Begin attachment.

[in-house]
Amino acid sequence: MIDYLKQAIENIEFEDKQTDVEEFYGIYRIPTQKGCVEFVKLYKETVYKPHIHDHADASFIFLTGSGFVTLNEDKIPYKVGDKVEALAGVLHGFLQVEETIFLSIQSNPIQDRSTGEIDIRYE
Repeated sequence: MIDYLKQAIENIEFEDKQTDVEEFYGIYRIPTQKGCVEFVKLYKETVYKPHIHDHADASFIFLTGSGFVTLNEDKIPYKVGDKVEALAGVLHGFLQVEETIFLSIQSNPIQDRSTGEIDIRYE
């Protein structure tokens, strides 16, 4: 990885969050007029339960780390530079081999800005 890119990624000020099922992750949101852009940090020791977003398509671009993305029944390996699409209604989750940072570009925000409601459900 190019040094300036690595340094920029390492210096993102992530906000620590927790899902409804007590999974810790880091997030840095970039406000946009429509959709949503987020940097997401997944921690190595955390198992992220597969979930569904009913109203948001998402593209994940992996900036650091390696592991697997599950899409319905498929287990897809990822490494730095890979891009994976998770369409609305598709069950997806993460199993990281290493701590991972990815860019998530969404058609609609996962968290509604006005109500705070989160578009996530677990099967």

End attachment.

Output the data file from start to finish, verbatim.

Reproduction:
[in-house]
Amino acid sequence: MIDYLKQAIENIEFEDKQTDVEEFYGIYRIPTQKGCVEFVKLYKETVYKPHIHDHADASFIFLTGSGFVTLNEDKIPYKVGDKVEALAGVLHGFLQVEETIFLSIQSNPIQDRSTGEIDIRYE
Repeated sequence: MIDYLKQAIENIEFEDKQTDVEEFYGIYRIPTQKGCVEFVKLYKETVYKPHIHDHADASFIFLTGSGFVTLNEDKIPYKVGDKVEALAGVLHGFLQVEETIFLSIQSNPIQDRSTGEIDIRYE
């Protein structure tokens, strides 16, 4: 990885969050007029339960780390530079081999800005 890119990624000020099922992750949101852009940090020791977003398509671009993305029944390996699409209604989750940072570009925000409601459900 190019040094300036690595340094920029390492210096993102992530906000620590927790899902409804007590999974810790880091997030840095970039406000946009429509959709949503987020940097997401997944921690190595955390198992992220597969979930569904009913109203948001998402593209994940992996900036650091390696592991697997599950899409319905498929287990897809990822490494730095890979891009994976998770369409609305598709069950997806993460199993990281290493701590991972990815860019998530969404058609609609996962968290509604006005109500705070989160578009996530677990099967």